The Insolvency and Bankruptcy Code (IBC or Code) is considered as one of the most effective reforms brought in with the potential of transparently and expeditiously resolving India’s overwhelming non-performing assets (NPAs) conundrum. The Code seems to be an effective and time-bound mechanism for dealing with the problem of ever-escalating non-performing assets (NPAs) and providing our banking system some much needed respite.
IBC has also driven massive M&A momentum in the country; several domestic and international investors (including private equity firms) have been actively participating, given the opportunity to acquire valuable assets at attractive prices added with the prospect of generating higher returns.
With a strict 180+90 days ‘resolve-or-liquidate’ diktat, the Code has received commendation, not only from the Indian Industry, but from the global fraternity, including The World Bank and IMF, and has materially contributed to India’s 30 place jump in 2018’s ‘Ease of Doing Business’ ranking. IBC truly enforces the concept of ‘creditor in control’ instead of ‘debtor in possession’, and maximises value recovery potential corporate debtors.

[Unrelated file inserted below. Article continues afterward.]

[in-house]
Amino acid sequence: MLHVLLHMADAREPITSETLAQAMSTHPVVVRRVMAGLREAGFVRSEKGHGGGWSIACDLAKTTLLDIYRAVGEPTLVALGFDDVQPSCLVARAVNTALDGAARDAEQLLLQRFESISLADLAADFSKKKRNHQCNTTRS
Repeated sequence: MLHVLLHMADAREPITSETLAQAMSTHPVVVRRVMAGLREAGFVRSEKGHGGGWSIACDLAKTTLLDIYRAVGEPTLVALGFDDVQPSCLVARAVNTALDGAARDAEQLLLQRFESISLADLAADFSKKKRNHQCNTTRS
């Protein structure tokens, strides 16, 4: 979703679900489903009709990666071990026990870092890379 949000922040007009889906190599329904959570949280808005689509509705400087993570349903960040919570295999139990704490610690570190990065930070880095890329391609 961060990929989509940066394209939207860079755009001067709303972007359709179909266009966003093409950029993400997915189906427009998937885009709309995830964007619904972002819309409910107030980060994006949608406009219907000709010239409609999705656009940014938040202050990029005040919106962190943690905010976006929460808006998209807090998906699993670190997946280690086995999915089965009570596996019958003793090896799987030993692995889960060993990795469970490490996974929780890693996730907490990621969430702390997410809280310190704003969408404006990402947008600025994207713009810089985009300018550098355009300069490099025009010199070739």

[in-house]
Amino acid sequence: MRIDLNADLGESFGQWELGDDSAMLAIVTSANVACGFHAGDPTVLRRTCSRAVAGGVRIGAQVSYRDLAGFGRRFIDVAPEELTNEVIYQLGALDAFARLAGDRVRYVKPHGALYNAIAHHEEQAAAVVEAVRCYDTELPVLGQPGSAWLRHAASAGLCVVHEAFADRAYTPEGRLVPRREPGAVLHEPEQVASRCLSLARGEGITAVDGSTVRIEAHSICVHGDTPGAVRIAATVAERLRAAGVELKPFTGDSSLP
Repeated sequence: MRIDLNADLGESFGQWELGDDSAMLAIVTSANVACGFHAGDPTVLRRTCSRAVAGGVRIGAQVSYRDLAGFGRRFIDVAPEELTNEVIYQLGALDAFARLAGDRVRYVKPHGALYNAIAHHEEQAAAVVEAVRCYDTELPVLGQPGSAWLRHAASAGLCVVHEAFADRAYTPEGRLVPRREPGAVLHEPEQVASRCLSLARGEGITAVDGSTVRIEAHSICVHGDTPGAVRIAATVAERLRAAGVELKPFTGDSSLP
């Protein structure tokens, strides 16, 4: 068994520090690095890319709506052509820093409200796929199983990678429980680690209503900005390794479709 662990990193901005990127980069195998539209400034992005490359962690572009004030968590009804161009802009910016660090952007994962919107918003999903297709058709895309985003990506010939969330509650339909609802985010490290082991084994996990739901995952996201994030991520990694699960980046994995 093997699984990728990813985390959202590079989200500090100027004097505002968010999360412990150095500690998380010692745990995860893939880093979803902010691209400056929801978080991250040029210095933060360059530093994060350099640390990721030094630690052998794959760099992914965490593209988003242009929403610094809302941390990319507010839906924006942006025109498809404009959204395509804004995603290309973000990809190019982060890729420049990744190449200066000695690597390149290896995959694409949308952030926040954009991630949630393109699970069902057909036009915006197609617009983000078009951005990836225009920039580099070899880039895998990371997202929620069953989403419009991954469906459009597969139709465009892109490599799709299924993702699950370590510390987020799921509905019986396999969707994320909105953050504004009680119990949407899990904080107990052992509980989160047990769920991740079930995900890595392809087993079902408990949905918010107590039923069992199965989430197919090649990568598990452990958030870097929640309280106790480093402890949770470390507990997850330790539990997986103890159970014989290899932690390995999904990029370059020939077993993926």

Through this report, we have attempted to highlights the perspectives of different stakeholders, on the progress made by the Code, challenges faced and impediments that merit further attention. The report is also backed by a detailed survey of key stakeholders, who have shared their experiences.
Private Equity and Deals Leader, PwC India
“Over the year, many studies have shown that winning a bid to an asset, is not the end, but just a start to the end of creating value. Studies also show that not many deals actually create value. It has become more important that a company’s M&A strategy and integration plan are in sync with the disruptive business models and the changing mechanics of value creation-like shifting customer demands, interaction models and the economic logic for transacting.”